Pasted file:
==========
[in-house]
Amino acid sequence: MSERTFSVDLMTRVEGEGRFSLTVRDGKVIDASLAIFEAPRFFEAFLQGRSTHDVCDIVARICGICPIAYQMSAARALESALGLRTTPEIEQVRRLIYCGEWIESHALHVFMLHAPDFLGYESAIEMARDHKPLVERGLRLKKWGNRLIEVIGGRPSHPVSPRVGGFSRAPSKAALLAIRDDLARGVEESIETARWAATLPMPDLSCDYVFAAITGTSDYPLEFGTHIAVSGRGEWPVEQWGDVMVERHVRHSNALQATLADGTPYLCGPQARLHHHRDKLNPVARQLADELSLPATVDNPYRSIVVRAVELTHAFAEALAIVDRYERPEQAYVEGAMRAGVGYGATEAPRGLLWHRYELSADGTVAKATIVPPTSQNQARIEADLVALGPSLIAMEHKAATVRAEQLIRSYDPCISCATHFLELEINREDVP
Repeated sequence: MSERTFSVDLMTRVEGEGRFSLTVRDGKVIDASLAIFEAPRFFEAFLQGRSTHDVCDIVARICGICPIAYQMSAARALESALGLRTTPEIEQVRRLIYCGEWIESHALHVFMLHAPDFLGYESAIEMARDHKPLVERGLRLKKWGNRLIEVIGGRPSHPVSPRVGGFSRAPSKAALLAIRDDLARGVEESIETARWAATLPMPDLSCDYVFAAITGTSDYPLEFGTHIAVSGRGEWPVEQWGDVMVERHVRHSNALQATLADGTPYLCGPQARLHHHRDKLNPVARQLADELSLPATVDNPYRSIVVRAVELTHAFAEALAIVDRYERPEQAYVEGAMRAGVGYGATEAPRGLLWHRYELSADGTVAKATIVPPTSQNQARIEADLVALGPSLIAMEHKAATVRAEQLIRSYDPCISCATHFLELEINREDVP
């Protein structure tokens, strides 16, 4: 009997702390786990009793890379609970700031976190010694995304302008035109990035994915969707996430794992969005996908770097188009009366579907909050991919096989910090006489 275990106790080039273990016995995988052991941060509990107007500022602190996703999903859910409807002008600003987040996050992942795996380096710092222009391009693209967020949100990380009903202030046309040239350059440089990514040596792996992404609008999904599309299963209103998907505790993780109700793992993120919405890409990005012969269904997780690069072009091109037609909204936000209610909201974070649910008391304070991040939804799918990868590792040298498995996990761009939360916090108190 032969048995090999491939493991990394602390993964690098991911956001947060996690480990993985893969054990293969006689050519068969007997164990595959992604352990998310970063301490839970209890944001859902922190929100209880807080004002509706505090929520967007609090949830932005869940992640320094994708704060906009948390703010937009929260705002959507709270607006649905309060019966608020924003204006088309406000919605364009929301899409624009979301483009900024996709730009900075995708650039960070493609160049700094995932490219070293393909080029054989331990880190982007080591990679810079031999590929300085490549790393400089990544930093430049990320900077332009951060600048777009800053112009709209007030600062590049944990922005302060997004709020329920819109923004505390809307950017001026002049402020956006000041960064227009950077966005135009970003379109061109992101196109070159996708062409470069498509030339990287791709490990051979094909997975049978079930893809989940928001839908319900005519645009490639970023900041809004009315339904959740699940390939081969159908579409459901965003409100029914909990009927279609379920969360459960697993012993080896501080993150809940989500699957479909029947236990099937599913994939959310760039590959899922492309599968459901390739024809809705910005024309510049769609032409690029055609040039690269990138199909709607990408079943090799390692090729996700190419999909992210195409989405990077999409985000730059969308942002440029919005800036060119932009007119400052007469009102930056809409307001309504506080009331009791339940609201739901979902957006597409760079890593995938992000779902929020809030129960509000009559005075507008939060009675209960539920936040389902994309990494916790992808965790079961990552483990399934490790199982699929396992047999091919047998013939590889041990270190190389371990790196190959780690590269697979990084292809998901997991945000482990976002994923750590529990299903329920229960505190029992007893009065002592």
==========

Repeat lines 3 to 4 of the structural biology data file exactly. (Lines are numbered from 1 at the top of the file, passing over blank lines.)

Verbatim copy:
Repeated sequence: MSERTFSVDLMTRVEGEGRFSLTVRDGKVIDASLAIFEAPRFFEAFLQGRSTHDVCDIVARICGICPIAYQMSAARALESALGLRTTPEIEQVRRLIYCGEWIESHALHVFMLHAPDFLGYESAIEMARDHKPLVERGLRLKKWGNRLIEVIGGRPSHPVSPRVGGFSRAPSKAALLAIRDDLARGVEESIETARWAATLPMPDLSCDYVFAAITGTSDYPLEFGTHIAVSGRGEWPVEQWGDVMVERHVRHSNALQATLADGTPYLCGPQARLHHHRDKLNPVARQLADELSLPATVDNPYRSIVVRAVELTHAFAEALAIVDRYERPEQAYVEGAMRAGVGYGATEAPRGLLWHRYELSADGTVAKATIVPPTSQNQARIEADLVALGPSLIAMEHKAATVRAEQLIRSYDPCISCATHFLELEINREDVP
């Protein structure tokens, strides 16, 4: 009997702390786990009793890379609970700031976190010694995304302008035109990035994915969707996430794992969005996908770097188009009366579907909050991919096989910090006489 275990106790080039273990016995995988052991941060509990107007500022602190996703999903859910409807002008600003987040996050992942795996380096710092222009391009693209967020949100990380009903202030046309040239350059440089990514040596792996992404609008999904599309299963209103998907505790993780109700793992993120919405890409990005012969269904997780690069072009091109037609909204936000209610909201974070649910008391304070991040939804799918990868590792040298498995996990761009939360916090108190 032969048995090999491939493991990394602390993964690098991911956001947060996690480990993985893969054990293969006689050519068969007997164990595959992604352990998310970063301490839970209890944001859902922190929100209880807080004002509706505090929520967007609090949830932005869940992640320094994708704060906009948390703010937009929260705002959507709270607006649905309060019966608020924003204006088309406000919605364009929301899409624009979301483009900024996709730009900075995708650039960070493609160049700094995932490219070293393909080029054989331990880190982007080591990679810079031999590929300085490549790393400089990544930093430049990320900077332009951060600048777009800053112009709209007030600062590049944990922005302060997004709020329920819109923004505390809307950017001026002049402020956006000041960064227009950077966005135009970003379109061109992101196109070159996708062409470069498509030339990287791709490990051979094909997975049978079930893809989940928001839908319900005519645009490639970023900041809004009315339904959740699940390939081969159908579409459901965003409100029914909990009927279609379920969360459960697993012993080896501080993150809940989500699957479909029947236990099937599913994939959310760039590959899922492309599968459901390739024809809705910005024309510049769609032409690029055609040039690269990138199909709607990408079943090799390692090729996700190419999909992210195409989405990077999409985000730059969308942002440029919005800036060119932009007119400052007469009102930056809409307001309504506080009331009791339940609201739901979902957006597409760079890593995938992000779902929020809030129960509000009559005075507008939060009675209960539920936040389902994309990494916790992808965790079961990552483990399934490790199982699929396992047999091919047998013939590889041990270190190389371990790196190959780690590269697979990084292809998901997991945000482990976002994923750590529990299903329920229960505190029992007893009065002592």